âDoesn’t it always seem like it’s okayâ¦ that you don’t know what you have until he’s goneâ¦â (Joni Mitchell, Big Yellow Taxi)
Before LinkedIn, there was downtown Calgary Plus 15.
For the energy sector, the Plus 15 was the ultimate in social media. In its once crowded hallways and bridges, the energy sector connected to itself in fascinating ways. Restaurants, food courts and cafes were communication nodes through which people connected and stayed in touch. Its pedestrian bridges were teeming with activity of people on the move. Its nooks and crannies were places of discussion better kept out of the public eye. In the heyday of conferences and conventions, the Plus 15 was where you bumped into other people on your way to the same event, walked together, and communicated.
You have the âgenerationâ as the baby boomers used to say.
And you could – gasp – do it all in person. In many ways, this was the most social space as it connected a sector through its people and their face-to-face interactions.
People outside of âT2Pâ marveled at the compactness of Canada’s energy capital. In 12 square blocks, you could talk to almost anyone that mattered. And the Plus 15 has made it faster to move between important appointments and meetings. In a context of global energy capital, there is no real comparator as a concrete and glass facilitator of human exchanges.
Economists like to talk about the ânetwork effectââ¦ in short, the often positive things that result when a network is performing at its best. It is probably fair to say that the energy sector benefited directly from the network effect of Plus 15. In many ways, it was a system of circulating knowledge capital for the sector. If the downtown towers and their looming floors metaphorically represented a strange form of stratigraphic porosity, Plus 15 was a place of permeability. Information, personal and professional, flowed easily and made the industry stronger and more resilient.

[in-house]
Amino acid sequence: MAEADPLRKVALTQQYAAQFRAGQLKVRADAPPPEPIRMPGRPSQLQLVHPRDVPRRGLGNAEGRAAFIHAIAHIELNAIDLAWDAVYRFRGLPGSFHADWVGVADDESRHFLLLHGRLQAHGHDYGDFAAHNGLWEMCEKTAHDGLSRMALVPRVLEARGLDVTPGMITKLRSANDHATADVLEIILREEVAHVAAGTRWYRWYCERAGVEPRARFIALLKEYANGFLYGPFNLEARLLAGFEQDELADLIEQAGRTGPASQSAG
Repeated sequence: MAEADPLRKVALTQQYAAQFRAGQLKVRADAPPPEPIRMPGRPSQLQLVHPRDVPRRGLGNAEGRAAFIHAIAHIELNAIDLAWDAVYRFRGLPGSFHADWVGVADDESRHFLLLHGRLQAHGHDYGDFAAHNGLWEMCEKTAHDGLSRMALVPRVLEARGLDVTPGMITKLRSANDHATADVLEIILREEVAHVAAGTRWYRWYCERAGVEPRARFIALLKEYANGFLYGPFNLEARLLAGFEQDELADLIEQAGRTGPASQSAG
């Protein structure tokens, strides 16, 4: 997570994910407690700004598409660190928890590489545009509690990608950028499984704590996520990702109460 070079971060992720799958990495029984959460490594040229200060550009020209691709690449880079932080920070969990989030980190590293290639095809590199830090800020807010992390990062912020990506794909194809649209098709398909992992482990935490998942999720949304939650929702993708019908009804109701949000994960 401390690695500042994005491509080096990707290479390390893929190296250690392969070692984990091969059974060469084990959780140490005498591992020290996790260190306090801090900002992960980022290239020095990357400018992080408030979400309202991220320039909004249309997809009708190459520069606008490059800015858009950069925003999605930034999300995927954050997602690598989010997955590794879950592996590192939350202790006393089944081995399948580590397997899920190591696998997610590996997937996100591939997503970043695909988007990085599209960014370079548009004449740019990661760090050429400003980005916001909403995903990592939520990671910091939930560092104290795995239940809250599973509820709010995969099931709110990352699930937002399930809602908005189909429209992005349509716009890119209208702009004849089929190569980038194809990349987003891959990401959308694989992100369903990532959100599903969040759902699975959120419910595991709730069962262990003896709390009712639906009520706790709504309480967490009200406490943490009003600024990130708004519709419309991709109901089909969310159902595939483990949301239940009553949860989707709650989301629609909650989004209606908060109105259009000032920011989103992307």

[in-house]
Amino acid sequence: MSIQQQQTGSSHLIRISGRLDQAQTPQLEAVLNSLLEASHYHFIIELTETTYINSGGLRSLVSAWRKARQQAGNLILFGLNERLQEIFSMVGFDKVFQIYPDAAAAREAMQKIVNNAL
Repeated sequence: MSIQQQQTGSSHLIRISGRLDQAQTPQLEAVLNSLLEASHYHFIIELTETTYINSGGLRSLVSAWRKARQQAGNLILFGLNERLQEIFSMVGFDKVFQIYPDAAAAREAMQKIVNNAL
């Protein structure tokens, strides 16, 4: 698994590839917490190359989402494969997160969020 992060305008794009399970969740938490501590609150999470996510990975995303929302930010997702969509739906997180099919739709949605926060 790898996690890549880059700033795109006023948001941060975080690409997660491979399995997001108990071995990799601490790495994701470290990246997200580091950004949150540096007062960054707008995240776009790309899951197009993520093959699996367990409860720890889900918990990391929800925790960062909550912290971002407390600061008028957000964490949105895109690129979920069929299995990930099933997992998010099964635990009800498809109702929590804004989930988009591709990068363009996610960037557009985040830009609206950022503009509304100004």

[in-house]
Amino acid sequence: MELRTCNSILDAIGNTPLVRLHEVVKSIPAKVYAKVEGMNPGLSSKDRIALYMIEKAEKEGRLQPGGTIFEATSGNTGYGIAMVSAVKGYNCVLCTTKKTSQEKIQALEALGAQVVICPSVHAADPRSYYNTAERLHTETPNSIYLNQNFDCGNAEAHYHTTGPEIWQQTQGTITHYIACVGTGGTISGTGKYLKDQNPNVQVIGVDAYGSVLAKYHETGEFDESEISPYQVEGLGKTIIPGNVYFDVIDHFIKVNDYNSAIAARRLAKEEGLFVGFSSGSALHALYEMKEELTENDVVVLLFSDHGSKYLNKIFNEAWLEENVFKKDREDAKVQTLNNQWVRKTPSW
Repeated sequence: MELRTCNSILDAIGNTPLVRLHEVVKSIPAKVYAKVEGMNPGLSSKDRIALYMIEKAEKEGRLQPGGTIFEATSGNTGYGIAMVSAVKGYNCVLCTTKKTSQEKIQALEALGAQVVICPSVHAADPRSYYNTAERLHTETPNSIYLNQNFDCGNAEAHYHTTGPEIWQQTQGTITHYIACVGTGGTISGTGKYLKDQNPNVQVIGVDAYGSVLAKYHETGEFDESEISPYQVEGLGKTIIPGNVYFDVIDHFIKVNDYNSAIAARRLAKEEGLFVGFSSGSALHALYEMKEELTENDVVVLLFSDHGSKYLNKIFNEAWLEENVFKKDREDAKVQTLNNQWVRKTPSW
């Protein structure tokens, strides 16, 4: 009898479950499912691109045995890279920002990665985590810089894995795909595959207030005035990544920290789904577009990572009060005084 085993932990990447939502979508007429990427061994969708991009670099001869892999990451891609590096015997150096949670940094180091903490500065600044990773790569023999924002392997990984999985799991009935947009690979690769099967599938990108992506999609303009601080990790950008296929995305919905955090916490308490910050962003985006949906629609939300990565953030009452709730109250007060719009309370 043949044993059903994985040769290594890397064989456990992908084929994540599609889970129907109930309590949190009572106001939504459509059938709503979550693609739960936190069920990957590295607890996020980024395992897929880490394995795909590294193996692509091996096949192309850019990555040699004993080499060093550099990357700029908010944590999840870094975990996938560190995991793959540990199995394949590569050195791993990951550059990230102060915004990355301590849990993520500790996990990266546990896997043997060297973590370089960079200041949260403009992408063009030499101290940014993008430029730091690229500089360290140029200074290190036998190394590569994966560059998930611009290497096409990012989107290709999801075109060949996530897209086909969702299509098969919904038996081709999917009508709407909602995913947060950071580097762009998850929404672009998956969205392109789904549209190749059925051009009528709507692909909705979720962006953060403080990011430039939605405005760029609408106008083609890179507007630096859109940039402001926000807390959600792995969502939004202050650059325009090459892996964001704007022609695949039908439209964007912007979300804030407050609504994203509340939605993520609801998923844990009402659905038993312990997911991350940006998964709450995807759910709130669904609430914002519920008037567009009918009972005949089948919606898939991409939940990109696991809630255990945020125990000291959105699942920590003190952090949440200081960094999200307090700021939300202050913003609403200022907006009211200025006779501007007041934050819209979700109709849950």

A typical lunchtime foray was once said to be good for at least five waves, handshakes, and quick chats – the way people connect and interconnect without the need for a platform. social media.
But now … now you can shoot the proverbial cannon and not hurt anyone. You can throw brilliant hockey games in the halls without having to yell “Human !!!” ” once.
The Plus 15 is just a shadow of itself. A lunchtime walk is often an exercise in solitude.
Since 2014 or so, the decline of the Plus 15 has been precipitated: a very visual symbol of the overall hardships plaguing the city center as the lights go out which, in the context of the energy sector, shouldn’t be. not be turned back on anytime soon. Call it the downtown ghost town effect. Companies have downsized, a trend that will continue. Others have completely left the city center. COVID, of course, is making the downward spiral worse, and the resulting workforce restructuring will make matters worse.
The Plus 15 was also its own buzzing little economy. Hundreds of businesses lived there. You can have breakfast, lunch and dinner. Get a filled cavity. Register your vehicle. Fill out a prescription. To reserve a hotel room. Buy a costume. Get your hair done. Practice. Buy alcohol. Etcâ¦. But now the closed and barred storefronts are a consequence of a decrease in human presence, with the business implications of this sad decline spilling out beyond the oil and gas industry. You know, when Starbucks closes a store, there’s no detectable sign of human life.
A networked industry is a healthy industry. The Plus 15 made networking possible and easy, not to mention how it relieved office boredom. His diminished condition leaves us all the poorer for his “death”.
LinkedIn, of course, helps at the margin to maintain a semblance of being networked. But LinkedIn doesn’t help make our industry connect with itself like the Plus 15 did.
How will we write his eulogy?
(At JWN Energy, we are collecting perspectives on the impact of Plus 15 on the industry. If you have a story to share or an idea to offer, send it to me at [email protected])